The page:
The stereotypes of old women as poor, dumb, and ugly have remained similar over the past 15 years. … The older woman should be viewed from another perspective, one in which her life history records her transformations and individuality throughout her lifespan.
While reading “Older and Happier at Work” by Luchman, Kaplan, & Dala, the phrases above popped out at me.
Although I don’t yet consider myself to be an “old woman”, with any luck I am moving inexorably in that direction.
I come from a long line of old women. My great-grandmother, grandmother and mother all lived vigorously into their late nineties, so I have always supposed that I would follow in their path. For that reason, among others, I have chosen as my motto “Anyone can be young; it takes talent to grow old”, which explains my interest in the article I have quoted here.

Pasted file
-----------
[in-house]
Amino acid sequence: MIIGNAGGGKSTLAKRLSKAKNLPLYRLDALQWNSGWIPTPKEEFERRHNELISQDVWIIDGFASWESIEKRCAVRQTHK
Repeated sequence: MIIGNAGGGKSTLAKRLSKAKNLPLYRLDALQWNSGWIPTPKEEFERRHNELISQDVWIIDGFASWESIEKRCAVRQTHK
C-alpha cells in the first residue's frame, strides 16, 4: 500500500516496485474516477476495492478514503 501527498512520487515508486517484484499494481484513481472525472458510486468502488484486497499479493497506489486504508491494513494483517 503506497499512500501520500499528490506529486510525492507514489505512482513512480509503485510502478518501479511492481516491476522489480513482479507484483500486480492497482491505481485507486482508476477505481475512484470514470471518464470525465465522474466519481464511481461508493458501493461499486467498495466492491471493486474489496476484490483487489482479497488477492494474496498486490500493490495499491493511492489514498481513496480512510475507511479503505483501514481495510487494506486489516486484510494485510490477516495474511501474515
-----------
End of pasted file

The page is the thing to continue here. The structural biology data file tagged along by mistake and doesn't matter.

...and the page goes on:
Few women would agree that all older women should be stereotyped as hags, crones or bag ladies, but how many of us think about looking at one another in light of our life histories and the resultant transformations that created our individuality?
Do we bother to look for these facets in one another? Or in ourselves?
If you belong to a group of women, whether a group of two – just you and your best friend – or an organized gathering, try the experiment of learning each others’ history highlights, life transformations and idiosyncrasies. What did each one want to become at her various life stages? Did she accomplish any of her youthful goals? Why, how, or why not? What wisdom was gained on the journey? What skills?
If your group is a ministry or community action group you may discover unknown talents and resources to help achieve your goals. At the very least, you will learn things about your friends and about yourself that may give you a new, richer perspective on the journey that is life.
You may even become better equipped to enter old age with the talent and flair necessary to enjoy all the days God gives you.